Volume III - Page 203

Discussion in 'General Electronics Chat' started by chal-lo, Oct 16, 2012.

  1. chal-lo

    Thread Starter New Member

    Sep 10, 2012
    I am at the point 4.6 "The common-collector amplifier"

    After figure 4.40 it says:

    "...it would be reasonable to presume that this amplifier will have a very large current gain."

    I don't see why an CE vs a CC amplifier will have less current gain. I have not tested it with SPICE, but with iCircuit instead, and find not significant differences.

    But above all I cannot understand why does it say that. Current gain should be the same and given a certain Vbe (aprox. above 0.7V) it should reach the Beta ratio (not more under regular humidity and temperature conditions).

    On the other hand, in page 205 after figure 4.43 it says:

    "Given the voltage polarities across the base-emitter PN junction and the load resistor, we see that these must add together to equal the input voltage, in accordance with Kirchhoff's Voltage law."

    I always analyze circuits according to the electron flow, not the conventional.
    So I presume that electrons will firstly traversse the load, and then the PN junction base-emitter. If that's correct, I cannot see how possible it is that the load has a voltage 0.7V less than the input voltage. Which input voltage does it mean, the signal? (Vin) or the other DC source?, the main one.

    As far as I understand, Voltage drop means the amount of voltage (energy to move electrons) that gets lost when current traverses a passive component. Which means that the voltage (according to electron flow) can't be dropped by 0.7V until it has traversed the emitter-base junction. But the load lies before the base-emitter junction.

    So for this case I am completely lost.

    Any guidance to clarify these concepts is greatly welcome.

    Many thanks.

  2. panic mode

    Senior Member

    Oct 10, 2011
    it is hard to answer your questions without pictures or original book.

    In CE and CC BJT have high current gain because input current is Ib and output current is Ic or Ie which are much larger than Ib.

    your "page 205" question seem to deal with CC configuration. input voltage is Vb. output voltage is Ve. there is about 0.7V difference.

    there is a reason people use conventional current direction and models to explain circuits. if you are stuck on analysing every phenomena through electron flow, you will need very looong time to move forward.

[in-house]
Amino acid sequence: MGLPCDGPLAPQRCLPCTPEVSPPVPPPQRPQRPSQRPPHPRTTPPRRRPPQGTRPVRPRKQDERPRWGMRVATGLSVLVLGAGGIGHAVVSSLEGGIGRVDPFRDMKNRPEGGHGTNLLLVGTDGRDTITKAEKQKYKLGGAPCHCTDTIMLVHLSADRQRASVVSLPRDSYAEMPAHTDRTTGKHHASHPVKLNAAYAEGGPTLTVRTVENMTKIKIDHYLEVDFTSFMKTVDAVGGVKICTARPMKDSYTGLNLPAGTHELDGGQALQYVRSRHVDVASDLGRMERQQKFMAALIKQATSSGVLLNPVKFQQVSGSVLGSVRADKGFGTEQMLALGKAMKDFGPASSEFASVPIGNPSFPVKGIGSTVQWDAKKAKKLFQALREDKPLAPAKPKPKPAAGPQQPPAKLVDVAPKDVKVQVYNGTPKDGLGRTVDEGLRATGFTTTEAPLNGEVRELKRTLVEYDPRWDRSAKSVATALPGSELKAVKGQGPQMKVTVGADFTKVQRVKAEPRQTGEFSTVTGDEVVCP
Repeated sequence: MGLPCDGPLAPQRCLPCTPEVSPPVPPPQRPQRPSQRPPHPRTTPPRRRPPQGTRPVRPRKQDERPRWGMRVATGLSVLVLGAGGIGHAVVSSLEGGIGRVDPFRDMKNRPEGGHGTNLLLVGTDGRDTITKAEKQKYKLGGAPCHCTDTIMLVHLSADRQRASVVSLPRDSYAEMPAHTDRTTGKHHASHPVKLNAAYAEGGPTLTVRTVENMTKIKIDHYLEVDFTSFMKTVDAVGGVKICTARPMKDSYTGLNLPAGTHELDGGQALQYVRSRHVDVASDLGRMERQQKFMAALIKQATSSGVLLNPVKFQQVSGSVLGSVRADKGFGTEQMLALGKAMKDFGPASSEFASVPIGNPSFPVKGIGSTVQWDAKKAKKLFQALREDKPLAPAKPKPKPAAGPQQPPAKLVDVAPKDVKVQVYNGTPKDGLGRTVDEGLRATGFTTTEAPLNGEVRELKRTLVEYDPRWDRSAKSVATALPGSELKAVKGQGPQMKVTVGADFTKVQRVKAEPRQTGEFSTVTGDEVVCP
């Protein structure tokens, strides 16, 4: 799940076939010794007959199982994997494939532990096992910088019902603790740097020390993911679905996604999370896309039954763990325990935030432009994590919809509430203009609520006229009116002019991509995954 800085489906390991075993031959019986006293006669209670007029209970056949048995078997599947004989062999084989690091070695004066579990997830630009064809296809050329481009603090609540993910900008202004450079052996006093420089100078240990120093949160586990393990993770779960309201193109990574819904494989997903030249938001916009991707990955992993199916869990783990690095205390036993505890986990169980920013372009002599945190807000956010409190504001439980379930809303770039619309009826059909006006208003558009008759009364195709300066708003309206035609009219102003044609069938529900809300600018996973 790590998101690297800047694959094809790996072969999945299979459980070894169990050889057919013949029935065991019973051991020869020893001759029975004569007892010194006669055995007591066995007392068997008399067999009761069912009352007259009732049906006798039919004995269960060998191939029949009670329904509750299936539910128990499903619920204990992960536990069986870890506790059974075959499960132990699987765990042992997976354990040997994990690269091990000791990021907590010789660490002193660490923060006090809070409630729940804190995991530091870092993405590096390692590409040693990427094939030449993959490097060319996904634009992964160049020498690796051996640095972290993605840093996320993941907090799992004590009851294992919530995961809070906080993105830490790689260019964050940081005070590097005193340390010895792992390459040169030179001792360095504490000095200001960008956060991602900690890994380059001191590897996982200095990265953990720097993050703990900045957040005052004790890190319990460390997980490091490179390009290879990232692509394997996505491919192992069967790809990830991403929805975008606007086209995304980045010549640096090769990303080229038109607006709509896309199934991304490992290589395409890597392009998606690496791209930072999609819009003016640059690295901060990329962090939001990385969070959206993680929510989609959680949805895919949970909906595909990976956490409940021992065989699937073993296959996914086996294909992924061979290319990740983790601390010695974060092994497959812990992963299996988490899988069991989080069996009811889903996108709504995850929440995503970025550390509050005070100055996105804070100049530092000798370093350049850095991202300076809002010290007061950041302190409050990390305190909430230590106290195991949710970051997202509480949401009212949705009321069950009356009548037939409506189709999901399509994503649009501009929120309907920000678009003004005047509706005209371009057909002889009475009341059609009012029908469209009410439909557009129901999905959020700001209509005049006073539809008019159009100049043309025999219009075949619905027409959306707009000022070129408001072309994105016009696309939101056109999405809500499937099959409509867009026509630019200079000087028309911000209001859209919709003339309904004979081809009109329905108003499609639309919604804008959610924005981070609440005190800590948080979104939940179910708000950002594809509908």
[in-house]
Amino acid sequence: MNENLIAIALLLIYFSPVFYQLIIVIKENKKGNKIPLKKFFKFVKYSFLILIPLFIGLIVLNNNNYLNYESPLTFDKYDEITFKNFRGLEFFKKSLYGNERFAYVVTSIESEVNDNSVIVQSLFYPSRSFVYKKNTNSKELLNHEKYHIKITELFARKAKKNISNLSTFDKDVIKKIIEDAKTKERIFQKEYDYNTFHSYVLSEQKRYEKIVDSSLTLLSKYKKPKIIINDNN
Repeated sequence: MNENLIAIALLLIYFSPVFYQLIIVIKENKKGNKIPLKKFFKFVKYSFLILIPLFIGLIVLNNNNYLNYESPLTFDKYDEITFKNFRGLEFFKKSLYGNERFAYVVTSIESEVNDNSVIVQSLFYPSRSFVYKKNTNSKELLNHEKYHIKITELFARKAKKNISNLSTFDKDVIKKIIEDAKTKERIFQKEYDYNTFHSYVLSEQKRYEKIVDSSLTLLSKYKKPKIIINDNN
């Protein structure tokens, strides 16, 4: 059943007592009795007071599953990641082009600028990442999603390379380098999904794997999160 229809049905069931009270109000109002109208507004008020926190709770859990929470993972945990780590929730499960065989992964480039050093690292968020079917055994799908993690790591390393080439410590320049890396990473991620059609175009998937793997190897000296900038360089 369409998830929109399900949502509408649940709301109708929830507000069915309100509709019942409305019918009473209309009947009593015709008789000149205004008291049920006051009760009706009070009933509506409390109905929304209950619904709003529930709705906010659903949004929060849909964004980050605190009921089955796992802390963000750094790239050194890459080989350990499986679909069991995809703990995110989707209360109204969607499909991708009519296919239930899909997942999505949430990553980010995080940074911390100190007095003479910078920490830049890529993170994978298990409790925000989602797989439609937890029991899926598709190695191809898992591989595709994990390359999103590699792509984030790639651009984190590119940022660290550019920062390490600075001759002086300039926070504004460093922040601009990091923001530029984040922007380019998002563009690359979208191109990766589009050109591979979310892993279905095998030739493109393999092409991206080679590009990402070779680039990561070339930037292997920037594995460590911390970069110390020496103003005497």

3. debjit625

    Well-Known Member

    Apr 17, 2010
    I don't agree on that, on these kind of analysis the direction of current is not that important, just choose any one direction and follow it till the end of your analysis
    Here we are mostly dealing with scalar quantities not vector quantities.

    Remember here we are dealing with DC circuit so all the gains are also for DC
    In CE configuration the DC current gain is \frac{I_C}{I_B} i.e.. h_{FE}.In this configuration the load is connected to the collector, so the current through the load will be the current of collector i.e.. Ic.

    Now in case of CC configuration the DC gain of the BJT still holds true i.e.. the h_{FE} but in CC configuration the load is connected to the emitter, so the current through the emitter is the current through the load. We know that a large amount of electrons enters through emitter and move towards base and collector, a small amount (5%) of electrons go through the base and a large amount (95%) go through the collector.

    In case of CE configuration the load just get the collector current Ic
    But in case of CC the load gets emitter current which is I_E = I_C + I_B
    and we know emitter current is more than collector current, hence the DC current gain of CC is more than CE.

    Yes the input voltage i.e.. Vin.

    It doesn’t matters if the load lies before , the load is in series with the base emitter junction ,which will drop approx 0.7V and rest of the Vin will be dropped by the load as per Kirchhoff's Voltage law.

    Make the circuit a bit simpler, imagine the portions Vin as voltage source, base-emitter junction as a diode and load as a resistor. Analysis the series circuit and you will understand

    Good Luck
  4. Wendy


    Mar 24, 2008
    I tend to agree with debjit625 on this one. Electron flow is the correct model, but it doesn't matter unless you want to truly understand the whys of things like vacuum tubes. Electrons also carry ions of material with them, lots of machines use this to coat other materials, such as sputtering machines.

    There is a reason why this is the policy of AAC.

    Conventional flow vs Electron Flow

    A common collector amplifier, such as the one show below, has no voltage gain, but lots of current amplification. The total wattage is greater, just like with a common emitter, but the mechanism is different.


    Other configurations have a little bit of both current and voltage gain, you pick which ever works best for the purpose.